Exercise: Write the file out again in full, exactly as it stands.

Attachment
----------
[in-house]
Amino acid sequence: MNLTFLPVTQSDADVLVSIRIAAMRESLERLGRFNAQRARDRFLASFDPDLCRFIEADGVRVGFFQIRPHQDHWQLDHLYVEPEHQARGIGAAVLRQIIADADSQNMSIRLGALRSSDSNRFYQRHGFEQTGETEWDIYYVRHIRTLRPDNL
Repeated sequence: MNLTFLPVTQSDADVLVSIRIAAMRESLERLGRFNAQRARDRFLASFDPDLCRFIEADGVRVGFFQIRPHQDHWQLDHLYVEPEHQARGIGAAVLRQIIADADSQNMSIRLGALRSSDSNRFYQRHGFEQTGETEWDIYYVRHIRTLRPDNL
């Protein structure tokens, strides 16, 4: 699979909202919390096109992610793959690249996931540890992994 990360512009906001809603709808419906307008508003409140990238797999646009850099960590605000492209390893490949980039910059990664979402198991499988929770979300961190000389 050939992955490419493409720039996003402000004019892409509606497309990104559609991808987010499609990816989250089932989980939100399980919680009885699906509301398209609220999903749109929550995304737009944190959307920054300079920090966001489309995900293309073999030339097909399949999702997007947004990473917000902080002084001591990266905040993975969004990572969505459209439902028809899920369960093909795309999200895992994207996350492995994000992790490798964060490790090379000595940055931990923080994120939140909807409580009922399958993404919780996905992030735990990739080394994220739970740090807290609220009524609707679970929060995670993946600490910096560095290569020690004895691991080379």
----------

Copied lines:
[in-house]
Amino acid sequence: MNLTFLPVTQSDADVLVSIRIAAMRESLERLGRFNAQRARDRFLASFDPDLCRFIEADGVRVGFFQIRPHQDHWQLDHLYVEPEHQARGIGAAVLRQIIADADSQNMSIRLGALRSSDSNRFYQRHGFEQTGETEWDIYYVRHIRTLRPDNL
Repeated sequence: MNLTFLPVTQSDADVLVSIRIAAMRESLERLGRFNAQRARDRFLASFDPDLCRFIEADGVRVGFFQIRPHQDHWQLDHLYVEPEHQARGIGAAVLRQIIADADSQNMSIRLGALRSSDSNRFYQRHGFEQTGETEWDIYYVRHIRTLRPDNL
């Protein structure tokens, strides 16, 4: 699979909202919390096109992610793959690249996931540890992994 990360512009906001809603709808419906307008508003409140990238797999646009850099960590605000492209390893490949980039910059990664979402198991499988929770979300961190000389 050939992955490419493409720039996003402000004019892409509606497309990104559609991808987010499609990816989250089932989980939100399980919680009885699906509301398209609220999903749109929550995304737009944190959307920054300079920090966001489309995900293309073999030339097909399949999702997007947004990473917000902080002084001591990266905040993975969004990572969505459209439902028809899920369960093909795309999200895992994207996350492995994000992790490798964060490790090379000595940055931990923080994120939140909807409580009922399958993404919780996905992030735990990739080394994220739970740090807290609220009524609707679970929060995670993946600490910096560095290569020690004895691991080379």